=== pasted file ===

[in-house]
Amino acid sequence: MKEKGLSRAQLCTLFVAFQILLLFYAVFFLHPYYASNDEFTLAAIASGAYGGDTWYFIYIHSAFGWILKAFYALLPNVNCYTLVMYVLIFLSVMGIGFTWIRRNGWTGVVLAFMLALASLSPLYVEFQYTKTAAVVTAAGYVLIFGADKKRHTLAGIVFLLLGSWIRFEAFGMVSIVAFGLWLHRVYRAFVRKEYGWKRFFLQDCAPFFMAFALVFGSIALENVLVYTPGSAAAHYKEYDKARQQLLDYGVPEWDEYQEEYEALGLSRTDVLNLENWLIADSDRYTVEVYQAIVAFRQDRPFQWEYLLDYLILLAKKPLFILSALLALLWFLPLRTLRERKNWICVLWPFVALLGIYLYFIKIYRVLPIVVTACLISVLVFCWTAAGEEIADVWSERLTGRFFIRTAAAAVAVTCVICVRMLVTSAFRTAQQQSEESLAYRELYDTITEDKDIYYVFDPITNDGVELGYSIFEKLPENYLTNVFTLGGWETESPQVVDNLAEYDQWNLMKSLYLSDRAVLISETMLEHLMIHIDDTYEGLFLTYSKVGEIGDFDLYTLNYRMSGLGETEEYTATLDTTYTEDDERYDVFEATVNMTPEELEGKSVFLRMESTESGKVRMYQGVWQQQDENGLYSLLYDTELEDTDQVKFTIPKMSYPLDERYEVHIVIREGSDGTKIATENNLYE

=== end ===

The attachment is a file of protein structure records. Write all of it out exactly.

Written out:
[in-house]
Amino acid sequence: MKEKGLSRAQLCTLFVAFQILLLFYAVFFLHPYYASNDEFTLAAIASGAYGGDTWYFIYIHSAFGWILKAFYALLPNVNCYTLVMYVLIFLSVMGIGFTWIRRNGWTGVVLAFMLALASLSPLYVEFQYTKTAAVVTAAGYVLIFGADKKRHTLAGIVFLLLGSWIRFEAFGMVSIVAFGLWLHRVYRAFVRKEYGWKRFFLQDCAPFFMAFALVFGSIALENVLVYTPGSAAAHYKEYDKARQQLLDYGVPEWDEYQEEYEALGLSRTDVLNLENWLIADSDRYTVEVYQAIVAFRQDRPFQWEYLLDYLILLAKKPLFILSALLALLWFLPLRTLRERKNWICVLWPFVALLGIYLYFIKIYRVLPIVVTACLISVLVFCWTAAGEEIADVWSERLTGRFFIRTAAAAVAVTCVICVRMLVTSAFRTAQQQSEESLAYRELYDTITEDKDIYYVFDPITNDGVELGYSIFEKLPENYLTNVFTLGGWETESPQVVDNLAEYDQWNLMKSLYLSDRAVLISETMLEHLMIHIDDTYEGLFLTYSKVGEIGDFDLYTLNYRMSGLGETEEYTATLDTTYTEDDERYDVFEATVNMTPEELEGKSVFLRMESTESGKVRMYQGVWQQQDENGLYSLLYDTELEDTDQVKFTIPKMSYPLDERYEVHIVIREGSDGTKIATENNLYE